Roman teachers organized the rhetoric curriculum with declamation exercises as the capstone. Preliminary exercises (progymnasmata) prepared students not for theses, but for declamations. The most important of these exercises, called controversiae, are practice speeches in legal cases. This workshop will offer numerous examples to explain how these exercises can be appropriated today.
Christopher Schlect, Ph.D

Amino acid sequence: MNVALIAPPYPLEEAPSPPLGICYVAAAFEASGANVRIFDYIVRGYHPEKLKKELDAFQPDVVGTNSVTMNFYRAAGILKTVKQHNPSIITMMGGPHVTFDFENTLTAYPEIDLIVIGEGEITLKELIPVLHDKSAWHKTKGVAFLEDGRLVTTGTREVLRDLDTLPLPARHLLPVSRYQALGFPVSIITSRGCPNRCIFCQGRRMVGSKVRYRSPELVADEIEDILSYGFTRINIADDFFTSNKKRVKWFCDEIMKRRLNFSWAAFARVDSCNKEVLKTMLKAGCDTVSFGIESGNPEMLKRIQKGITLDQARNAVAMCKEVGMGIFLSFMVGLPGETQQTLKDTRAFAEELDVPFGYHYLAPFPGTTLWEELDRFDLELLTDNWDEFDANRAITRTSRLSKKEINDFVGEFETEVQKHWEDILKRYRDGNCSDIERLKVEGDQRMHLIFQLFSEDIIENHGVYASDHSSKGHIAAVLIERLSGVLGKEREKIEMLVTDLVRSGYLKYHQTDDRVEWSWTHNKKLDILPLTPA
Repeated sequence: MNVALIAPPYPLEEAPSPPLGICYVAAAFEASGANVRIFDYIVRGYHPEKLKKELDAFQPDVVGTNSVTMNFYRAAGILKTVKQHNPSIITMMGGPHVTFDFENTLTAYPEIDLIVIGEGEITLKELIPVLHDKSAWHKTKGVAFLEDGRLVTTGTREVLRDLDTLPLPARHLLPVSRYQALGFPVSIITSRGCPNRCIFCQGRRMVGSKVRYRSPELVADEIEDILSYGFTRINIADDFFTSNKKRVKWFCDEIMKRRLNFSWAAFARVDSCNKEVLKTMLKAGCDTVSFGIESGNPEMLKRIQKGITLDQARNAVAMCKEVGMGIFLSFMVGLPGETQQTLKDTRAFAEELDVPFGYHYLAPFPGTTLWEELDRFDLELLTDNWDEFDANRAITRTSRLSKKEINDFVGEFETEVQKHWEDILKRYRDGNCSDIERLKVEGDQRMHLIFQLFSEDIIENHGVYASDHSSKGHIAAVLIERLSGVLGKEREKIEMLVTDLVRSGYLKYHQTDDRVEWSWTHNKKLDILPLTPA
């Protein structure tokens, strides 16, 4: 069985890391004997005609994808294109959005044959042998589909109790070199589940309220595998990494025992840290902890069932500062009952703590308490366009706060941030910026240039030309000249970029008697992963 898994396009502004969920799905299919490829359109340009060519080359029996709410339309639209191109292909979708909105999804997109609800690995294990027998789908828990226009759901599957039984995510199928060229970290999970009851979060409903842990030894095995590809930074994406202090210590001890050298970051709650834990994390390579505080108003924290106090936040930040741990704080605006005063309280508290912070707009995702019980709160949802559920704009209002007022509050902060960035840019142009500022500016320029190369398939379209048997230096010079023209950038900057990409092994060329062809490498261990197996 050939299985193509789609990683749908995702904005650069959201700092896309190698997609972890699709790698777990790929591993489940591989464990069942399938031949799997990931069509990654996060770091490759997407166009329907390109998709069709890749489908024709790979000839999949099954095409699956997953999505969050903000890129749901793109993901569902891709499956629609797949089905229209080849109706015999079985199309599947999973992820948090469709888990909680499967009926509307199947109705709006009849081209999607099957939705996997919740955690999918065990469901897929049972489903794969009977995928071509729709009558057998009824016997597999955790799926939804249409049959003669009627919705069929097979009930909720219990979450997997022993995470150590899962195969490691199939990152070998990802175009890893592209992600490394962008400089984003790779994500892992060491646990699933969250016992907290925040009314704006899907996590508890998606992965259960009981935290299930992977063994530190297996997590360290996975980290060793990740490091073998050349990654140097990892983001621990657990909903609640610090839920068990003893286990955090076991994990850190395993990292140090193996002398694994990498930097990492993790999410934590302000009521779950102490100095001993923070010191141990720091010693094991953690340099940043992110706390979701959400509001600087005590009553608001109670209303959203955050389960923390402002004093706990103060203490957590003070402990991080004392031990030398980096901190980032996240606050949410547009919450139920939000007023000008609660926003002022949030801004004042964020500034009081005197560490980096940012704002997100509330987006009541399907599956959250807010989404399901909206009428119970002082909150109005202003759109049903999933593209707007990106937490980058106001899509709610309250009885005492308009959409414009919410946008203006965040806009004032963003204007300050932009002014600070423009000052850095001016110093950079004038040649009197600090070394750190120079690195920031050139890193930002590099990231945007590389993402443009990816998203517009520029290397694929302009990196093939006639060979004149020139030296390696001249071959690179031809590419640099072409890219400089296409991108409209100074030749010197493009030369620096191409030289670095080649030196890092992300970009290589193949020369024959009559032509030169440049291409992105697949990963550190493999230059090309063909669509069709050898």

Christopher Schlect, Ph.D., has worked in classical and Christian education for thirty years. Chris is the Director of the Classical and Christian Studies program at New Saint Andrews College, where he also teaches courses in history and classical rhetoric. He has also taught advanced courses in history at Washington State University, he has interpreted historical sites as a ranger for the U.S. National Park Service, and remains active with his historical research related to American Protestantism in the early 20th century. Chris has taught many subjects in grades 7 through 12 at Logos School in Moscow, Idaho, where he also coached a high-achieving Mock Trial team for 24 years. He now serves classical and Christian schools around the country through his teaching, consulting, and training activities. Chris and his wife, Brenda, have five grown children, all products of a classical and Christian education, as are all their spouses. They have seven delightful grandchildren who remind them of God’s faithfulness.